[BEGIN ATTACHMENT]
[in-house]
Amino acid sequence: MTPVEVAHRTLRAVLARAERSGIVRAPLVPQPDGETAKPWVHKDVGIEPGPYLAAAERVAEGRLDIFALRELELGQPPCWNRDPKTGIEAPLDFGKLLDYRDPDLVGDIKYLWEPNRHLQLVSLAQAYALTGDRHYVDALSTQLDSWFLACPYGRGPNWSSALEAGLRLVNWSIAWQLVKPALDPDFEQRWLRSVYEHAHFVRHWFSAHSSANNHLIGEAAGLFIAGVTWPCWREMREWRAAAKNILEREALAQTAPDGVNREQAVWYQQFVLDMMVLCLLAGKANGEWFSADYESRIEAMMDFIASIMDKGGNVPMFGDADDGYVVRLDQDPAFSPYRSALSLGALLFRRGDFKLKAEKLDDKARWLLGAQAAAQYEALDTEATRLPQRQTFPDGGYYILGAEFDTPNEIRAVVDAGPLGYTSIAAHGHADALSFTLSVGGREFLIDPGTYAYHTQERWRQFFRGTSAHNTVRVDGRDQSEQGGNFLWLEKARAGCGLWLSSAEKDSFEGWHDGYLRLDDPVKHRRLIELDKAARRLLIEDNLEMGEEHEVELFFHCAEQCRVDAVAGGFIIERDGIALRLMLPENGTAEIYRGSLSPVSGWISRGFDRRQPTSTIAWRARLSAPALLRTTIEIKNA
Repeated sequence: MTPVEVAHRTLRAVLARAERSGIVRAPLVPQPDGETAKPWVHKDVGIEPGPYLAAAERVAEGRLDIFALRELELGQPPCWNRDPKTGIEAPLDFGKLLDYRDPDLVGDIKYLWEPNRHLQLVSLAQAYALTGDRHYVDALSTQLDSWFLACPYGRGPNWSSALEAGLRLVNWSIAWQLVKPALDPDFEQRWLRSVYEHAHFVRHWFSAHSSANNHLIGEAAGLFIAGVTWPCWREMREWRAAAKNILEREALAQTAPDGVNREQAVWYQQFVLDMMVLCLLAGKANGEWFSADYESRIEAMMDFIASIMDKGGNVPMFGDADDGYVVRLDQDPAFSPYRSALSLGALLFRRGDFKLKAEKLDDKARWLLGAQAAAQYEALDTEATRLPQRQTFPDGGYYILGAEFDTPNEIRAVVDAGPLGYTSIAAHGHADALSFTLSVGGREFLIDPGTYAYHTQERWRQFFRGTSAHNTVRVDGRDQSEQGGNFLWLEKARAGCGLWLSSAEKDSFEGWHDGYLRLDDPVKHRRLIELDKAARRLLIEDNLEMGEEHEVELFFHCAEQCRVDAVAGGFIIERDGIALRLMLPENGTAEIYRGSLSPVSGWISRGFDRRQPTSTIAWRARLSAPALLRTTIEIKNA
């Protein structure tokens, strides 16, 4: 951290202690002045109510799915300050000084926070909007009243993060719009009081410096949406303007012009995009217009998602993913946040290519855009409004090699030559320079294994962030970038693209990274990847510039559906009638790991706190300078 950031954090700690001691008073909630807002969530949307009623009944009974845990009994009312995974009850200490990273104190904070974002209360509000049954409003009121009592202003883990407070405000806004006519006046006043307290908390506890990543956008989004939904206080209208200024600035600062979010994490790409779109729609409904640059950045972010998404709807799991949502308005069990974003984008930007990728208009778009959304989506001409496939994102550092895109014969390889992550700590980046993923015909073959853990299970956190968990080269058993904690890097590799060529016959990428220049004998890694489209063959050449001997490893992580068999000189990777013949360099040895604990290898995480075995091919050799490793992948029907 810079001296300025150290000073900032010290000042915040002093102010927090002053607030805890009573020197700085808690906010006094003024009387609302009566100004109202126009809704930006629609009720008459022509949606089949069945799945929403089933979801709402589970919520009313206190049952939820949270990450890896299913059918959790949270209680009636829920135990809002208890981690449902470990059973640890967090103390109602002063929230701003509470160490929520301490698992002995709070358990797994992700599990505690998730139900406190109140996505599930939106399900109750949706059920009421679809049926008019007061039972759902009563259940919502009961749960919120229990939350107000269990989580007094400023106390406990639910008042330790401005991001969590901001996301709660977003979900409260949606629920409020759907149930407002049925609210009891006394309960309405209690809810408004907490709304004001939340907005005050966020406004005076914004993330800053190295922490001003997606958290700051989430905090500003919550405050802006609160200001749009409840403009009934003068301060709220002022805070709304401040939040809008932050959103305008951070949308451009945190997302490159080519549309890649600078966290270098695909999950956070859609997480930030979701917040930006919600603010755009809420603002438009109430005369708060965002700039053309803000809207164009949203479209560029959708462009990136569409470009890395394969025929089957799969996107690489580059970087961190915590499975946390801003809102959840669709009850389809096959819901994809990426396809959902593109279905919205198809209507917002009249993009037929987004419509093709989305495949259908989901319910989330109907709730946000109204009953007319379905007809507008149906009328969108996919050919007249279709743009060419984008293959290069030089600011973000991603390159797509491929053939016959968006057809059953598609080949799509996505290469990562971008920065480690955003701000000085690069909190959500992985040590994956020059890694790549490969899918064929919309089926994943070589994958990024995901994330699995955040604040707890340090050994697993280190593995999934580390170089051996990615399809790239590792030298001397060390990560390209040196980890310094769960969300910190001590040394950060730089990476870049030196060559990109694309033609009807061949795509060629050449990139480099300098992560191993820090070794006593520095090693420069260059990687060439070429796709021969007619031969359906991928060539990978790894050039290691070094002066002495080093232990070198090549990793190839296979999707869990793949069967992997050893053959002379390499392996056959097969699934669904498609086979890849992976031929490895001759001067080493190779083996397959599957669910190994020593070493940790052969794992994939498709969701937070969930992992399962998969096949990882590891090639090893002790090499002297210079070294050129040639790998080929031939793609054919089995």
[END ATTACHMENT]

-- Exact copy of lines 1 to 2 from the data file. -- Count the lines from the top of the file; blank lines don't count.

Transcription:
[in-house]
Amino acid sequence: MTPVEVAHRTLRAVLARAERSGIVRAPLVPQPDGETAKPWVHKDVGIEPGPYLAAAERVAEGRLDIFALRELELGQPPCWNRDPKTGIEAPLDFGKLLDYRDPDLVGDIKYLWEPNRHLQLVSLAQAYALTGDRHYVDALSTQLDSWFLACPYGRGPNWSSALEAGLRLVNWSIAWQLVKPALDPDFEQRWLRSVYEHAHFVRHWFSAHSSANNHLIGEAAGLFIAGVTWPCWREMREWRAAAKNILEREALAQTAPDGVNREQAVWYQQFVLDMMVLCLLAGKANGEWFSADYESRIEAMMDFIASIMDKGGNVPMFGDADDGYVVRLDQDPAFSPYRSALSLGALLFRRGDFKLKAEKLDDKARWLLGAQAAAQYEALDTEATRLPQRQTFPDGGYYILGAEFDTPNEIRAVVDAGPLGYTSIAAHGHADALSFTLSVGGREFLIDPGTYAYHTQERWRQFFRGTSAHNTVRVDGRDQSEQGGNFLWLEKARAGCGLWLSSAEKDSFEGWHDGYLRLDDPVKHRRLIELDKAARRLLIEDNLEMGEEHEVELFFHCAEQCRVDAVAGGFIIERDGIALRLMLPENGTAEIYRGSLSPVSGWISRGFDRRQPTSTIAWRARLSAPALLRTTIEIKNA